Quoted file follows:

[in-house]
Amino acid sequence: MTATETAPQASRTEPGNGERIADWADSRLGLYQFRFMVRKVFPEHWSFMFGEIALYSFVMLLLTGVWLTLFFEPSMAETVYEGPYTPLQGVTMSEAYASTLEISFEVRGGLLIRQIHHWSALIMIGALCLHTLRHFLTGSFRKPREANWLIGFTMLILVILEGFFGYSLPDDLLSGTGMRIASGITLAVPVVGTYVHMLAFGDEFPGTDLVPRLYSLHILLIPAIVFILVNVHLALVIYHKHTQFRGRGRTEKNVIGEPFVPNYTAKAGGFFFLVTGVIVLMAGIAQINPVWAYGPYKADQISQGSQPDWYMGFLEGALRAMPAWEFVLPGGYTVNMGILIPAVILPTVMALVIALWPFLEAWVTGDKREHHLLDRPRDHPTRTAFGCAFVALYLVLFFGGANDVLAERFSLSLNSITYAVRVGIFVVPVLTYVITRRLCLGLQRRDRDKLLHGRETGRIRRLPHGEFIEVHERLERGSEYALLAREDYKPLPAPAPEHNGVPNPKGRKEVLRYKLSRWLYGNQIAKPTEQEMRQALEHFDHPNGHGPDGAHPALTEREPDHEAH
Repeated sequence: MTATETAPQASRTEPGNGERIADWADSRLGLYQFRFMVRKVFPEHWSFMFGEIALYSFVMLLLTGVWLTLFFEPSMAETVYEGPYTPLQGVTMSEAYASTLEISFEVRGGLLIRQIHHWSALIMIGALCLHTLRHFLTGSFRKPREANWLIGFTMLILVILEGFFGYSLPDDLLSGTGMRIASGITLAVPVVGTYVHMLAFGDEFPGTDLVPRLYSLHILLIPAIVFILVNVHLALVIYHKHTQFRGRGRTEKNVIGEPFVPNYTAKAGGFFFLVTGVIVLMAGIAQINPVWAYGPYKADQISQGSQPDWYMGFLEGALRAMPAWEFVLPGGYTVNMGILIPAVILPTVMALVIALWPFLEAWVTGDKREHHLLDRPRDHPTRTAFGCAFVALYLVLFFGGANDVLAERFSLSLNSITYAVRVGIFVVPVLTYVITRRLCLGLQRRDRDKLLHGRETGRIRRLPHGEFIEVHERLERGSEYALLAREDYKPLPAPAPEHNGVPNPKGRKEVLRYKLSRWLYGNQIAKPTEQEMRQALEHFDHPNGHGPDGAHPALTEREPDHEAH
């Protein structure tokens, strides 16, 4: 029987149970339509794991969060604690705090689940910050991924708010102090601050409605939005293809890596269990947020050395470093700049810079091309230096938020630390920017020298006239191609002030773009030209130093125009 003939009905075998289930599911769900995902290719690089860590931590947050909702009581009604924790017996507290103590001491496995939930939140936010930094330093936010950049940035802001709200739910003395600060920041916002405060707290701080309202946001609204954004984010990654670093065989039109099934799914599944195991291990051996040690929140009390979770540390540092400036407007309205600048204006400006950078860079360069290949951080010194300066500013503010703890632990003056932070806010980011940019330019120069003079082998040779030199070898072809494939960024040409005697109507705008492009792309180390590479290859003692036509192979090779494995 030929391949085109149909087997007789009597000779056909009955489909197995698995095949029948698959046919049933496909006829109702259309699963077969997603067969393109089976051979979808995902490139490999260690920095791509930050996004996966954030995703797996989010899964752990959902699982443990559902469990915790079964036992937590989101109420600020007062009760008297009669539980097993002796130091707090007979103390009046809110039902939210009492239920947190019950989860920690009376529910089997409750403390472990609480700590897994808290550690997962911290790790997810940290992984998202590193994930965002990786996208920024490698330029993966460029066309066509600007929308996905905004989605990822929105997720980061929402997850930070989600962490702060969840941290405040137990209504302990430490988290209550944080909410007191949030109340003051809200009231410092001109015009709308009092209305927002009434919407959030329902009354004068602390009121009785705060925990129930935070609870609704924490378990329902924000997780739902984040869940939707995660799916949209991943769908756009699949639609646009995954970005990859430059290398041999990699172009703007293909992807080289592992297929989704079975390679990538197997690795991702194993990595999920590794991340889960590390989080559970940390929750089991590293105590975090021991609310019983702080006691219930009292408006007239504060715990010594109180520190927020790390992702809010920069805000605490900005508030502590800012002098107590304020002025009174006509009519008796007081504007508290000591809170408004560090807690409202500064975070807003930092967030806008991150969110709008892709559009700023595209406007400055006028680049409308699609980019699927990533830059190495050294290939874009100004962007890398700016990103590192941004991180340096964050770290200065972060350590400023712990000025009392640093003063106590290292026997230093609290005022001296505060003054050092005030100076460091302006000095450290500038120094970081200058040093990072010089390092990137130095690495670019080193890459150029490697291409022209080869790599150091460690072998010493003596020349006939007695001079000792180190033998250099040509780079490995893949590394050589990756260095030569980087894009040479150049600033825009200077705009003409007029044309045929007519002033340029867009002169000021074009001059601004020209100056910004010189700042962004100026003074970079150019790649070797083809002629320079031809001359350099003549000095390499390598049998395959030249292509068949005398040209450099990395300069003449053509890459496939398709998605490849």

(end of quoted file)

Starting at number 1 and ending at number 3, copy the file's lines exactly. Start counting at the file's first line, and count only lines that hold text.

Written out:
[in-house]
Amino acid sequence: MTATETAPQASRTEPGNGERIADWADSRLGLYQFRFMVRKVFPEHWSFMFGEIALYSFVMLLLTGVWLTLFFEPSMAETVYEGPYTPLQGVTMSEAYASTLEISFEVRGGLLIRQIHHWSALIMIGALCLHTLRHFLTGSFRKPREANWLIGFTMLILVILEGFFGYSLPDDLLSGTGMRIASGITLAVPVVGTYVHMLAFGDEFPGTDLVPRLYSLHILLIPAIVFILVNVHLALVIYHKHTQFRGRGRTEKNVIGEPFVPNYTAKAGGFFFLVTGVIVLMAGIAQINPVWAYGPYKADQISQGSQPDWYMGFLEGALRAMPAWEFVLPGGYTVNMGILIPAVILPTVMALVIALWPFLEAWVTGDKREHHLLDRPRDHPTRTAFGCAFVALYLVLFFGGANDVLAERFSLSLNSITYAVRVGIFVVPVLTYVITRRLCLGLQRRDRDKLLHGRETGRIRRLPHGEFIEVHERLERGSEYALLAREDYKPLPAPAPEHNGVPNPKGRKEVLRYKLSRWLYGNQIAKPTEQEMRQALEHFDHPNGHGPDGAHPALTEREPDHEAH
Repeated sequence: MTATETAPQASRTEPGNGERIADWADSRLGLYQFRFMVRKVFPEHWSFMFGEIALYSFVMLLLTGVWLTLFFEPSMAETVYEGPYTPLQGVTMSEAYASTLEISFEVRGGLLIRQIHHWSALIMIGALCLHTLRHFLTGSFRKPREANWLIGFTMLILVILEGFFGYSLPDDLLSGTGMRIASGITLAVPVVGTYVHMLAFGDEFPGTDLVPRLYSLHILLIPAIVFILVNVHLALVIYHKHTQFRGRGRTEKNVIGEPFVPNYTAKAGGFFFLVTGVIVLMAGIAQINPVWAYGPYKADQISQGSQPDWYMGFLEGALRAMPAWEFVLPGGYTVNMGILIPAVILPTVMALVIALWPFLEAWVTGDKREHHLLDRPRDHPTRTAFGCAFVALYLVLFFGGANDVLAERFSLSLNSITYAVRVGIFVVPVLTYVITRRLCLGLQRRDRDKLLHGRETGRIRRLPHGEFIEVHERLERGSEYALLAREDYKPLPAPAPEHNGVPNPKGRKEVLRYKLSRWLYGNQIAKPTEQEMRQALEHFDHPNGHGPDGAHPALTEREPDHEAH